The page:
Mock Geometry AIME 2011 Problems/Problem 12


A triangle has the property that its sides form an arithmetic progression, and that the angle opposite the longest side is three times the angle opposite the shortest side. The ratio of the longest side to the shortest side can be expressed as $\frac{a+\sqrt{b}} {c}$, where $a,b,c$ are positive integers, $b$ is not divisible by the square of any prime, and $a$ and $c$ are relatively prime. Find $a+b+c$.

Solution 1

Let the triangle be $ABC$, such that $AB=a, BC=a+d, CA=a+2d$, and $\angle ACB=\theta$, so that $\angle ABC=3\theta$. Construct two points $X$ and $Y$ on $AC$ such that $\angle ABX=\angle XBY=\angle YBC=\theta=\angle BCA$.

Since $\angle ABX=\angle ACB$, $\triangle BAC\sim\triangle XAB$. Therefore, $\frac{AB}{AX}=\frac{AC}{AB}$, and $AX=\frac{AB^2}{AC}=\frac{a^2}{a+2d}$. Now $CX=a+2d-\frac{a^2}{a+2d}=\frac{4ad+4d^2}{a+2d}$.

Let $BY=CY=x$. From Angle Bisector Theorem on $\triangle ABY$ with angle bisector $BX$, $\frac{AX}{AB}=\frac{YX}{YB}$, so $XY=\frac{AX\cdot YB}{AB}=\frac{\left(\frac{a^2}{a+2d}\right)(x)}{a}=\frac{a^2x}{a^2+2ad}$.

Therefore, $\frac{4ad+4d^2}{a+2d}=CX=CY+YX=x+\frac{a^2x}{a^2+2ad}=(x)\left(\frac{2a^2+2ad}{a^2+2ad}\right)$, and so $x= 2d$. Now we have $XY=\frac{2ad}{a+2d}$, and $BY=CY=x=2d$.

Now we use Angle Bisector Theorem on $\triangle CBX$ with angle bisector $BY$. We have $\frac{XB}{XY}=\frac{CB}{CY}$, so $XB=\frac{CB\cdot XY}{CY}=\frac{(a+d)\left(\frac{2ad}{a+2d}\right)}{2d}=\frac{a^2+ad}{a+2d}$.

Finally, notice that $\triangle BXY\sim\triangle CXB$, so $\frac{BX}{BY}=\frac{CX}{CB}$.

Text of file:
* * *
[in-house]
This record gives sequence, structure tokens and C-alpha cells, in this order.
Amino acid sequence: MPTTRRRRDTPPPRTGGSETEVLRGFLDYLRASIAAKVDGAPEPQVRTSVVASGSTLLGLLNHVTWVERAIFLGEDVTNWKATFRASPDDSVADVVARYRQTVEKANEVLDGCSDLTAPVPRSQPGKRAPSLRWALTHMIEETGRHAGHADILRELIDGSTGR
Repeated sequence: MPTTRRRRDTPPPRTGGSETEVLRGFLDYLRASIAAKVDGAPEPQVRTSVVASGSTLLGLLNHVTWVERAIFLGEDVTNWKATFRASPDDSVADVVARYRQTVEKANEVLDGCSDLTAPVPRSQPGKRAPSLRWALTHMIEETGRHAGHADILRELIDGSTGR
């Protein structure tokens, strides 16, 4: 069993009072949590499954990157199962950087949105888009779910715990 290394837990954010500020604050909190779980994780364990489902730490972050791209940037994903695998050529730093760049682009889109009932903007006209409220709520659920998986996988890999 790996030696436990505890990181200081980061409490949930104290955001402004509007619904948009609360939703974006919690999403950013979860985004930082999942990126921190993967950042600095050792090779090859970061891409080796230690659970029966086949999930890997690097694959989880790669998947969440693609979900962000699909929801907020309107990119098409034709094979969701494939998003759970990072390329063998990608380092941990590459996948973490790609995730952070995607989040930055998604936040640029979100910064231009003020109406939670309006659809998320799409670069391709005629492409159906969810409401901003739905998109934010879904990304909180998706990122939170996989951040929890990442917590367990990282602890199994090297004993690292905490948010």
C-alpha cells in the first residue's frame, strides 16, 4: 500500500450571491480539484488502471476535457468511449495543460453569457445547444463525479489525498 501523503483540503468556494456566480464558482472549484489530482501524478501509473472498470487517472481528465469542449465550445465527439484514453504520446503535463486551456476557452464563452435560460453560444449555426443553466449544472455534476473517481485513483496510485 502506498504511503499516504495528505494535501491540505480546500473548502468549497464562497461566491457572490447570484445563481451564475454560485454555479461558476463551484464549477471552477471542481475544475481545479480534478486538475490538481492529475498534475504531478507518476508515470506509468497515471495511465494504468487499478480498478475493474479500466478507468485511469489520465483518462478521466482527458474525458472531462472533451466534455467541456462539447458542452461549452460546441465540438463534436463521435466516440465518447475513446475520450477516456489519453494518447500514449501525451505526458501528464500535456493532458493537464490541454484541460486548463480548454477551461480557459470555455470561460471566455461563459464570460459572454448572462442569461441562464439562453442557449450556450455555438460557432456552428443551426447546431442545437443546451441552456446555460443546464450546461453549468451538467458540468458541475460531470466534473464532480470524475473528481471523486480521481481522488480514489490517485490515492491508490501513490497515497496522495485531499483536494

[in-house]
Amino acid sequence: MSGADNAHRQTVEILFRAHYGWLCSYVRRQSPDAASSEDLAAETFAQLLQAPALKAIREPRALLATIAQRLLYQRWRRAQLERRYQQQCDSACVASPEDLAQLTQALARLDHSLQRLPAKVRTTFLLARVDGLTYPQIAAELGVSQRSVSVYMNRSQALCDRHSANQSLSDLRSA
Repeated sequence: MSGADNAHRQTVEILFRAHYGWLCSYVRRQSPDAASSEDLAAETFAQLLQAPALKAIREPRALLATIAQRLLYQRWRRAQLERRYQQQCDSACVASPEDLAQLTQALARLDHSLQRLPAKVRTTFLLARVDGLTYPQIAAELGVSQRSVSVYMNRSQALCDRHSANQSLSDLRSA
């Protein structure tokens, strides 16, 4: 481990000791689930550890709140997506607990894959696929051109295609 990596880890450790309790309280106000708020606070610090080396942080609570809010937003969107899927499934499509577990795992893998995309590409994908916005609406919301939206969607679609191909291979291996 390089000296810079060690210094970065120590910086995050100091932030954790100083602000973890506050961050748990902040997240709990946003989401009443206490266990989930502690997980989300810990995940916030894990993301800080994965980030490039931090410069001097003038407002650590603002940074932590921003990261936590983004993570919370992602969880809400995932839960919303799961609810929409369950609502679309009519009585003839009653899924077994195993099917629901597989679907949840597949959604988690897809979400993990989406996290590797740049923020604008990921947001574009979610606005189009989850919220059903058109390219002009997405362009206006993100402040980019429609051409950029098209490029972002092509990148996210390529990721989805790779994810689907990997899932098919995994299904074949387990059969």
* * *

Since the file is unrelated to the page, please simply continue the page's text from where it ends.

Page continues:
\begin{align*} \frac{\frac{a^2+ad}{a+2d}}{2d}&=\frac{\frac{4ad+4d^2}{a+2d}}{a+d} \\ \frac{a^2+ad}{2d}&=4d \\ a^2+ad&=8d^2 \end{align*}

Now, $a^2+(d)a+(-8d^2)=0$, so from the Quadratic Formula, $a=\frac{-d+d\sqrt{33}}{2}$ (we neglect the negative root), and so $\frac{a}{d}=\frac{-1+\sqrt{33}}{2}$.

Therefore, $\frac{AC}{AB}=\frac{a+2d}{a}=1+2\left(\frac{d}{a}\right)=1+2\left(\frac{1+\sqrt{33}}{16}\right)=\frac{9+\sqrt{33}}{8}$, and the answer is $9+33+8=\boxed{050}$.

Solution 2 (Trig)

Let the sides of the triangle be $a$, $a + k$, and $a + 2k$, since they form arithmetic progression. Let the their corresponding opposite angles be $X, 180 - 4X,$ and $3X$ respectively. Using Law of Sines, we find that:

$\frac{\sin{X}}{a} = \frac{\sin{3X}}{a + 2k}$.

Using the identity $\sin{3X} = \sin{X} (4 \cos^2{X} - 1)$, we find that $k = a(2 \cos^2{X} - 1)$. Applying double angle, we find $k = a \cos{2X}$.

Then we use Law of Sines again, and use the substitution for $k$, given that $\sin{4X} = \sin{180 - 4X}$.

$\frac{\sin{3X}}{a + 2a \cos{2X}} = \frac{\sin{4X}}{a + a \cos{2X}}$.

Then factoring out $a$ and canceling it we get:

$\frac{\sin{3X}}{1 + 2 \cos{2X}} = \frac{\sin{4X}}{1 + \cos{2X}}$.

Cross multiplying yields:

$\sin{3X} (1 + \cos{2X}) = \sin{4X} (1 + 2 \cos{2X})$

Given that $\cos{2X} = 2 \cos^2{X} - 1$, and the earlier identity for $\sin {3X}$ we get:

$2 \sin{X} (4 \cos^2{X} - 1) (\cos^2{X}) = \sin{4X} (4 \cos^2{X} - 1)$

We can safely cancel $4 \cos^2{X} - 1$ since the solution, $60^\circ$ would go out of range for the triangle sum of angles.

Expanding $\sin{4X}$ in the ensuing expression,

$2 \sin{X} \cos^2{X} = 4 \sin{X} \cos{X} \cos{2X}$

Cancelling $\sin{X}$ and expanding $\cos{2X}$ yields a cubic equal to $0$ with GCD $\cos{X}$. Since $90^\circ$ would not work either, we are left with a quadratic. Solving for $\cos{X}$, and neglecting the negative root since it would go out of bounds too, we find $\cos{X} = \frac{1 + \sqrt{33}}{8}$.

The problem asks for the ratio of $a + 2k$ to $a$, using Law of Sines, this is $\frac{\sin{3X}}{\sin{X}}$. This equals $4 \cos^2{X} - 1$. Substituting value of $\cos{X}$, we find the ratio as $\frac{9 + \sqrt{33}}{8}$, or $\boxed{050}$.